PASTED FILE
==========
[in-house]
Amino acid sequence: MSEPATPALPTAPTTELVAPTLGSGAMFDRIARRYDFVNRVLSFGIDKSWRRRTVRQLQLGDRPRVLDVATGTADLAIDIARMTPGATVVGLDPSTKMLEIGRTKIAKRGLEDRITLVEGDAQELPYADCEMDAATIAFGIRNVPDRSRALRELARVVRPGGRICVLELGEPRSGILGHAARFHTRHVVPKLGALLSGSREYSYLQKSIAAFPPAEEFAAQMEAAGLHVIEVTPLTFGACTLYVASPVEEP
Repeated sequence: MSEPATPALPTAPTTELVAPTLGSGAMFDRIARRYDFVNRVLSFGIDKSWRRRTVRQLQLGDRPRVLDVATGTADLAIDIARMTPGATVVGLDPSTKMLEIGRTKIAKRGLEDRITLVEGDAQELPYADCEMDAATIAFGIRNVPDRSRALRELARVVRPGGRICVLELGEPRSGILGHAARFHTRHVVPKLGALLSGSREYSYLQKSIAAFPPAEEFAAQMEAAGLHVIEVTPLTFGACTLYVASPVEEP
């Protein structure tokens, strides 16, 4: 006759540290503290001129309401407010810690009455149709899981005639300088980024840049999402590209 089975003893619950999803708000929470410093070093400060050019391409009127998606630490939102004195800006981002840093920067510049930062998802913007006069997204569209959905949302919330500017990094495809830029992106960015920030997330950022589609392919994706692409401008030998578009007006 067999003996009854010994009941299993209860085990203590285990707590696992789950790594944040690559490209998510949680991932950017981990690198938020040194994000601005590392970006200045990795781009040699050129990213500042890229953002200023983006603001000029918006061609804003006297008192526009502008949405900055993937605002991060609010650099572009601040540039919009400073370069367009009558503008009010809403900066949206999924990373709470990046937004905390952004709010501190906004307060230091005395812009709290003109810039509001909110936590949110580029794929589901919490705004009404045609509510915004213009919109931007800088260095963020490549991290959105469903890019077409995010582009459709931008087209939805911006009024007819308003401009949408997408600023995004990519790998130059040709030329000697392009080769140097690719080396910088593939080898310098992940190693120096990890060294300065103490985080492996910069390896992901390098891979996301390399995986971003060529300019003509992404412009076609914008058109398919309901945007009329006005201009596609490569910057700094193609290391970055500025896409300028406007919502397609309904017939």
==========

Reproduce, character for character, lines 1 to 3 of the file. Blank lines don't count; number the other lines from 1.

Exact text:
[in-house]
Amino acid sequence: MSEPATPALPTAPTTELVAPTLGSGAMFDRIARRYDFVNRVLSFGIDKSWRRRTVRQLQLGDRPRVLDVATGTADLAIDIARMTPGATVVGLDPSTKMLEIGRTKIAKRGLEDRITLVEGDAQELPYADCEMDAATIAFGIRNVPDRSRALRELARVVRPGGRICVLELGEPRSGILGHAARFHTRHVVPKLGALLSGSREYSYLQKSIAAFPPAEEFAAQMEAAGLHVIEVTPLTFGACTLYVASPVEEP
Repeated sequence: MSEPATPALPTAPTTELVAPTLGSGAMFDRIARRYDFVNRVLSFGIDKSWRRRTVRQLQLGDRPRVLDVATGTADLAIDIARMTPGATVVGLDPSTKMLEIGRTKIAKRGLEDRITLVEGDAQELPYADCEMDAATIAFGIRNVPDRSRALRELARVVRPGGRICVLELGEPRSGILGHAARFHTRHVVPKLGALLSGSREYSYLQKSIAAFPPAEEFAAQMEAAGLHVIEVTPLTFGACTLYVASPVEEP